• LeDain, Melanie R. K.
  • Larocque, Sarah M.
  • Stoot, Lauren J.
  • Cairns, Nicholas A.
  • Blouin-Demers, Gabriel
  • Cooke, Steven J.


We conducted an experiment using freshwater painted turtles (Chrysemys picta) to determine if keeping turtles out of water for an hour enhances anoxia recovery following a simulated bycatch event in nets (i.e., 12 hrs of submergence at 25°C). Traditional blood physiology measures and the novel application of a reflex impairment index (e.g., responses to gravity, light, and tactile stimuli) indicated that keeping turtles in or out of water for an hour did not yield a significant improvement in anoxia recovery; however, when the majority of reflexes are impaired, in particular the tactile response (e.g., limb movements), it appears that assisted recovery (keeping turtles out of water) can reduce the chance of postrelease mortality. The use of the reflex impairment index is a simple and inexpensive way to determine turtle bycatch condition after submergence in nets and discern whether assisted recovery may be required.



Using fyke nets, we captured 34 male painted turtles (Chrysemys picta; mean mass ± SE: 335 ± 5 g, range: 276–394 g; mean carapace length ± SE: 142 ± 1 mm, range: 121–151 mm) in Lake Opinicon, Ontario, Canada (44°34′N, 76°19′W) from 6 to 21 June 2011. Fyke nets were set for 24 hrs in water approximately 1 m deep and were fished such that the lead line and wings acted as guides into the nets (see Larocque et al. 2012a for net dimensions and set details). Floats in the nets were used to create air spaces for turtles and other organisms (Larocque et al. 2012b).After capture, turtles were held outdoors at the Queen's University Biological Station in flow-through tanks (1-m3 circular holding tanks containing ∼700 l of lake water) between 24 and 72 hrs prior to being used in the experiment. All tanks contained floating wood platforms onto which turtles could climb to bask. Turtles were not fed while in captivity, nor disturbed.

Experimental Procedure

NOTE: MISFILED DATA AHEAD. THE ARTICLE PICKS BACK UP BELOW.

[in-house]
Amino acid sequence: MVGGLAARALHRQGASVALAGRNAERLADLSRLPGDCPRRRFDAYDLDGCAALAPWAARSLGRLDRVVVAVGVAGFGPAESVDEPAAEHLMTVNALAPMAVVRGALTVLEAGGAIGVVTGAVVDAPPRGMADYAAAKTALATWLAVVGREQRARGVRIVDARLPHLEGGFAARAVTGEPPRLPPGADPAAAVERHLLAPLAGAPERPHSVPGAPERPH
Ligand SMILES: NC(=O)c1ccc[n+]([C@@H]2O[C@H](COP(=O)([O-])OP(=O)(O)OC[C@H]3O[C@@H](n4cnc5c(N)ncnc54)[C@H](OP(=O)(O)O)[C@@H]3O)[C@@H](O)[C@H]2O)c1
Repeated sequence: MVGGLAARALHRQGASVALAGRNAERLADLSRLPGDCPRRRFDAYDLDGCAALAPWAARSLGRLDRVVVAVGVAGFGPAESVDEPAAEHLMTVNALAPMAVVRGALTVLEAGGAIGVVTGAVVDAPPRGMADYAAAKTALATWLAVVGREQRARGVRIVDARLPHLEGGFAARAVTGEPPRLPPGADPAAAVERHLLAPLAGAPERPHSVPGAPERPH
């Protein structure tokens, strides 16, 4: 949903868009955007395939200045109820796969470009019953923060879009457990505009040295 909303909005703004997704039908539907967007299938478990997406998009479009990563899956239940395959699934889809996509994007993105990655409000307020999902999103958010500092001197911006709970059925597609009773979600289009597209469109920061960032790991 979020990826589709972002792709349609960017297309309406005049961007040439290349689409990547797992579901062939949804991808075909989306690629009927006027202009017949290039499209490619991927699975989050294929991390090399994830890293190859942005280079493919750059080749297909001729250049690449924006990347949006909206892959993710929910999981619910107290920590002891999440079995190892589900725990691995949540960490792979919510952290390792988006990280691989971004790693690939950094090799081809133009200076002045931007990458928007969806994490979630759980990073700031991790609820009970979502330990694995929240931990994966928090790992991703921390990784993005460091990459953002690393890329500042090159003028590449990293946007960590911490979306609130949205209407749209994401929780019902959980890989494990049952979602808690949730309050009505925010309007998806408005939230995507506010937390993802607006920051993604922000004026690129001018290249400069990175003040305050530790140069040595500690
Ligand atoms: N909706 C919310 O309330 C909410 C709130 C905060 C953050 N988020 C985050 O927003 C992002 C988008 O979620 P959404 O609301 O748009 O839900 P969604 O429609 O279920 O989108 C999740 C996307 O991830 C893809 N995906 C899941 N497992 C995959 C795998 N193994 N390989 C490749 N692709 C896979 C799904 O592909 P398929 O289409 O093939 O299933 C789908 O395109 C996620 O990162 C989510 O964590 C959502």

We used 4 treatment groups to elucidate whether turtles, after being completely submerged for a long duration, differed in recovery in or out of water: 1) unsubmerged controls (baseline response), 2) immediately after submergence, 3) recovery in water, and 4) recovery out of water. Turtles did not vary in mass or size between treatments (mass, F3,26  =  0.82, R2  =  0.09, p  =  0.50; carapace length, F3,26  =  1.55, R2  =  0.15, P  =  0.15). For each treatment, turtles were sampled for blood lactate and pH (indicators of anoxia) as well as reflex responses. Ten control turtles were sampled after the holding period in the flow-through tanks to obtain baseline values. Otherwise, the rest of the turtles were individually submerged within indoor tanks (155 by 55 by 60 cm) containing lake water for 12 hrs. Turtles were submerged within the tank by enclosing them in a cage (75 by 40 by 30 cm) made of 5.1-cm2 plastic mesh. Water temperatures were maintained between 24°C and 26°C, and dissolved oxygen was at ambient levels (typically 6–8 mg l−1). A 12-hr submergence period at these temperatures is near the critical limit that painted turtles can withstand anoxic submergence (Musacchia 1959; Herbert and Jackson 1985). It is worth noting that, in Ontario, fishers have to check nets at most every 48 hrs, so much longer submergence is possible in the commercial fishery. Nevertheless, we had to balance realism with animal care and conservation concerns. Four turtles were not capable of withstanding 12 hrs of submergence (see “Results”) based on a sublethal endpoint (i.e., lack of movement). Ability to withstand the submergence period was periodically assessed visually and with gentle prodding (if necessary to determine movement) to try to ensure the turtle's survival (if a turtle appeared in distress, it was checked at least every half hour). After the 12-hr submergence period, we released turtles from the submerged cage. Six turtles were immediately sampled after the submergence period. The remaining turtles were placed in a tank (1 m3) of water and allowed 1 hr to recover prior to sampling. During the recovery period, seven turtles recovered out of water while placed on a 25 by 20-cm floating Styrofoam platform, while 7 turtles recovered in the water with no floating platform provided. A 1-hr recovery period was chosen for 2 reasons: a recovery period longer than 1 hr is not likely to be practical for fishers and blood pH is typically restored to normal values by this time period at the water temperatures used (Herbert and Jackson 1985).